Fidelity to the Constitution requires fidelity to the law itself, not any particular group of people's subjective understanding of it or expectations about it, whether those people are long dead or still living.
Although they have endorsed the outcome in Obergefell, Ian Millhiser and Andrew Koppelman have disparaged so-called "substantive due process" -- the notion that the Due Process clause protects individual rights, including those not expressly listed in the Constitution's text, from being violated by the government.
Obamacare's Exchanges are free markets where private companies compete for customers - the essence of market capitalism and the genesis of all innovation and cost efficiency.
It's hard for people who've actually experienced persecution to take seriously the cries of persecution from folks who've been riding at the front of the bus for so long.
The Supreme Court has endorsed the right of Americans to marry whom they choose, regardless of the gender of the spouse. What implications does this have for persons with religious or other objections to gay marriage?
The Confederate flag is a target precisely because it is a symbol. But by focusing on overt symbols rather than concrete policies and inherent prejudices, many are missing the point.
It's difficult to comprehend, let alone surrender to the notion that people would support a symbol so explicitly hateful. But that's the truth. No matter how much supporters of the Confederate flag contend it is not a sign of our oppressive and disgraceful history, it is.
Conservatives are not, by and large, racists. Racists, by and large, are conservative. Significant elements of the conservative coalition, from the South and elsewhere, were outspokenly hostile to racial minorities. They worked to undercut the civil rights movement and the drive for legal and economic equality.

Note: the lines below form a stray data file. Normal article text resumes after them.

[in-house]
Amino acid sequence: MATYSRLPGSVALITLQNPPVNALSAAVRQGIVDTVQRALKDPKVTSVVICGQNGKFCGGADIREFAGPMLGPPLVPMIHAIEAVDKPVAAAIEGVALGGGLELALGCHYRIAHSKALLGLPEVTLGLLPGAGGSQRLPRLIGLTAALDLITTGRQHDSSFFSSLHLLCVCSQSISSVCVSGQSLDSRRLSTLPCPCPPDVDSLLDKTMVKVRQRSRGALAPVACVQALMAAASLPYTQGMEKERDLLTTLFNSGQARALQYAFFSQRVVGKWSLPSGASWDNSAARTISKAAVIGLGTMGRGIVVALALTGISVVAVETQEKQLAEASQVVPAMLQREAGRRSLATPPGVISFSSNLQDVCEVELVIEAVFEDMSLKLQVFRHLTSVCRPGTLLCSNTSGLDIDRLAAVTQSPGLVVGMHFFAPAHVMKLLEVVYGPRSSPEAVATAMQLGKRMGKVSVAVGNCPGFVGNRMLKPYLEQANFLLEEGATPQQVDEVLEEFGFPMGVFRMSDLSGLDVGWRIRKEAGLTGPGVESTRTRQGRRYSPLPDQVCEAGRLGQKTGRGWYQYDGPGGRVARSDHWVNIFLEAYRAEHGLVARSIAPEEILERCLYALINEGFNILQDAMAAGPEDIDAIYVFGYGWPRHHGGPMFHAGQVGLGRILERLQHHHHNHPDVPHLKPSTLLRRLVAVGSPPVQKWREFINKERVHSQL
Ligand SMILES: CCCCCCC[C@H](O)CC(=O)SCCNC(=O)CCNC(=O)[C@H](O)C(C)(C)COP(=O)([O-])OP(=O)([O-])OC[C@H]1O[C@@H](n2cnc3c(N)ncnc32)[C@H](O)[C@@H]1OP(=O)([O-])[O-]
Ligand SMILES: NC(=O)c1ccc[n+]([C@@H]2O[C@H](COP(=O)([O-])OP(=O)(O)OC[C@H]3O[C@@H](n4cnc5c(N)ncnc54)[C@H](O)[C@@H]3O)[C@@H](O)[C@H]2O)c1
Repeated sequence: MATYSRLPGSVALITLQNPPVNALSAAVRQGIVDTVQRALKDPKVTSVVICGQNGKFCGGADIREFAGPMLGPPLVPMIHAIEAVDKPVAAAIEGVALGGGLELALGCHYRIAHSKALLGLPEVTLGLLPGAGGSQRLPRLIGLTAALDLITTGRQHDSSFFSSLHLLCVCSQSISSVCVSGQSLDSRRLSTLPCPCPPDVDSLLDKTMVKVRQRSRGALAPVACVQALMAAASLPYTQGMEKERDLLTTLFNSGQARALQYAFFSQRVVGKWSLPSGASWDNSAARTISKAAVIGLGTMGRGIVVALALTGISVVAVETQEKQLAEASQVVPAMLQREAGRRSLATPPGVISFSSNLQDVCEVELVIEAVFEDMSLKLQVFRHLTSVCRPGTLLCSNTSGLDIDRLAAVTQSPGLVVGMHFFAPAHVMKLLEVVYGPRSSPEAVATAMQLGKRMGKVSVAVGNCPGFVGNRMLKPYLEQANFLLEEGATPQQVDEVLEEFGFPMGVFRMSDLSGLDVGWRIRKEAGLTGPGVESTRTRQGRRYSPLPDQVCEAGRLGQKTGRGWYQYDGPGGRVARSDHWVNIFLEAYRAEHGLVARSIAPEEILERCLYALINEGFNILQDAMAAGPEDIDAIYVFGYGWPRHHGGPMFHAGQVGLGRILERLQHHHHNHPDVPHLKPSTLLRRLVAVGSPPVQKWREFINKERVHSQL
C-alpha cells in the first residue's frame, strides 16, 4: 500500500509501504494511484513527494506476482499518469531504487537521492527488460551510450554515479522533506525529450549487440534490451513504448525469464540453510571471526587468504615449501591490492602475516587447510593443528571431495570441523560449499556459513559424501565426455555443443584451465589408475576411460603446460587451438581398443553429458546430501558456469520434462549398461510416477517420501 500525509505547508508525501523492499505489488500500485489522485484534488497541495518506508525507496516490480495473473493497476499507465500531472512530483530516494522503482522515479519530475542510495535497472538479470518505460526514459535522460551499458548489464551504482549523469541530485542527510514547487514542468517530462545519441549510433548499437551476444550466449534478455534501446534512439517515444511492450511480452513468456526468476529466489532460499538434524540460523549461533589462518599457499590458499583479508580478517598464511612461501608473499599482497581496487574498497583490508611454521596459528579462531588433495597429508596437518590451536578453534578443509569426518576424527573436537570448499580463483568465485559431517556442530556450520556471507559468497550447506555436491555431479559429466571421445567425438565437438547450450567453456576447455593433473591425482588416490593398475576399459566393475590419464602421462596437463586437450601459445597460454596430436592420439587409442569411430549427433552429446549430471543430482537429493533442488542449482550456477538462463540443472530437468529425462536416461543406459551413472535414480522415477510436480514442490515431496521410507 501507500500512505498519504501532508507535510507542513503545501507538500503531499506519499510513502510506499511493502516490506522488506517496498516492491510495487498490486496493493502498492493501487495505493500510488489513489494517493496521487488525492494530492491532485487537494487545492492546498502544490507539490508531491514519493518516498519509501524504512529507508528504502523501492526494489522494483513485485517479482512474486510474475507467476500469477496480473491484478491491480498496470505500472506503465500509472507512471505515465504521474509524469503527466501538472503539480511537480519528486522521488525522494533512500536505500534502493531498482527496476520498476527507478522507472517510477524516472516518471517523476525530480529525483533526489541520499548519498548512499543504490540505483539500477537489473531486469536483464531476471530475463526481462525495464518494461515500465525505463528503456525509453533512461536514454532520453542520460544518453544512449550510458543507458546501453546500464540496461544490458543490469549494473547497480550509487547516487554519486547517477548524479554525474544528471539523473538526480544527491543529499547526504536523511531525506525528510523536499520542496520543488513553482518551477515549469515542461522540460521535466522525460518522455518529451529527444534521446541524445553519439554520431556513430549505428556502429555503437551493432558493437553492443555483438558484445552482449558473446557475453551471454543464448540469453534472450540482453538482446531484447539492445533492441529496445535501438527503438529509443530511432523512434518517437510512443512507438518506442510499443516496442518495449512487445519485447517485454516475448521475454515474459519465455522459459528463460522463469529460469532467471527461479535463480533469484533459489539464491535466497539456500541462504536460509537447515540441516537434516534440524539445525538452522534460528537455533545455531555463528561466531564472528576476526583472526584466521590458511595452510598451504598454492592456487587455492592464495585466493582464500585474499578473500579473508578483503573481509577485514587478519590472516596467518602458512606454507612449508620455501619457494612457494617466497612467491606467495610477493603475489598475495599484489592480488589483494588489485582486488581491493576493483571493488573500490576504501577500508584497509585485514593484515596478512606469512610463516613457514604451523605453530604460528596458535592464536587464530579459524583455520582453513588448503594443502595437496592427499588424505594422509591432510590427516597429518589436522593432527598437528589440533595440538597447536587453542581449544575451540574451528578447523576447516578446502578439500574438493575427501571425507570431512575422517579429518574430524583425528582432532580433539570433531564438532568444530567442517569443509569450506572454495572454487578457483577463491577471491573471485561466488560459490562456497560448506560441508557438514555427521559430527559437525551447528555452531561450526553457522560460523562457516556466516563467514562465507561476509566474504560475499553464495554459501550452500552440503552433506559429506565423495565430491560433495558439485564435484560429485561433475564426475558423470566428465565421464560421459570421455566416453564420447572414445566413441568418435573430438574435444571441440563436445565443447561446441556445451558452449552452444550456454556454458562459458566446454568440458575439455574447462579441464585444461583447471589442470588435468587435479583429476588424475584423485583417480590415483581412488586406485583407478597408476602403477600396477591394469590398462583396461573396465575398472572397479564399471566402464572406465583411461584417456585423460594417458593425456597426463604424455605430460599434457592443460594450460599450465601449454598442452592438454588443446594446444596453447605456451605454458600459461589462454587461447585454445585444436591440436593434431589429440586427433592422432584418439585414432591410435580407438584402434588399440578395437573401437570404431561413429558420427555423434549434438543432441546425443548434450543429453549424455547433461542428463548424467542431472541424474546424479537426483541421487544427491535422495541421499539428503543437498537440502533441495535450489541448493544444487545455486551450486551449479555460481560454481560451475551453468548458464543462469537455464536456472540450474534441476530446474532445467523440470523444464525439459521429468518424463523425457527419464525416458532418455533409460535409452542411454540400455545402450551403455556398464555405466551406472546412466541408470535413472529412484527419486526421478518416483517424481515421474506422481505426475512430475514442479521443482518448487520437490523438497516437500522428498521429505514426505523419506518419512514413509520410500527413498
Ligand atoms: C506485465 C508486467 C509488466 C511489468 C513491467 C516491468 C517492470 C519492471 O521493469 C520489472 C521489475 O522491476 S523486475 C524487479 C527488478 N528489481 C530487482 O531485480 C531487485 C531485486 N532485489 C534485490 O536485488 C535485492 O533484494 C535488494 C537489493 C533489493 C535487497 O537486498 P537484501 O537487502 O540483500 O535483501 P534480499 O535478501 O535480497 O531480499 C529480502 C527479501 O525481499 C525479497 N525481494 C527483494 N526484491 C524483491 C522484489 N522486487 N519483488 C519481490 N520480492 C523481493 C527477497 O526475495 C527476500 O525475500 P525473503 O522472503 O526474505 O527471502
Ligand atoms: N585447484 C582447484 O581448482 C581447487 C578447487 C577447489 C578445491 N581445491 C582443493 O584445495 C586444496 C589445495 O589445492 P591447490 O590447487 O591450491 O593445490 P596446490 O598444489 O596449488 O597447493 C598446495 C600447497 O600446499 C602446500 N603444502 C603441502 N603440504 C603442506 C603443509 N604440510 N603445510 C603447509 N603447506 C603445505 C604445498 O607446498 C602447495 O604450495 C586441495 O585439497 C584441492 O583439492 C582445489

Pope Francis' encyclical on climate change, Laudato Si, is a bold and brilliant challenge to business as usual. Already, conservatives and liberals alike have mounted rebuttals in ways that illustrate the limits of their own ideologies.
Is Twitter a genuine national conversation about important issues of the day, or is it merely an "echo chamber" -- a place where the already opinionated go to have their extreme views reinforced? And if it is an echo chamber, is this more the case for left-leaning Twitter users, or right-leaning?
In the end the hand wringing over political correctness is just the politically correct way for some people to defend their unwillingness to change.
The impact of resuscitating a liberal tradition as part of the 2016 Democratic platform is anyone's guess: will it radically reshape one of society's most conservatizing institutions, enabling progressives to advance in territory unchallenged for decades?
It's one of the Supreme Court's most famous, controversial and consequential decisions. On June 7, 1965, the Court in Griswold v. Connecticut struck down legislation prohibiting the use of contraceptives, relying in part upon a "right of privacy" that appears nowhere in the text of the Constitution.
On May 27, the Nebraska legislature, overturning a gubernatorial veto, repealed the state's death penalty. For opponents of state execution, there was a brief moment of rejoicing. But many Nebraskans were instantly nostalgic for the good old days of killing bad people.
Do we have three co-equal branches of government, or does the judiciary occupy second-class status?
Today, post-Jenner, with the surrender of many religious conservatives on the impending "redefinition of marriage," they can no longer afford to treat trans persons as afterthoughts. We must be attacked head-on theologically. That, however, is proving to be rather difficult.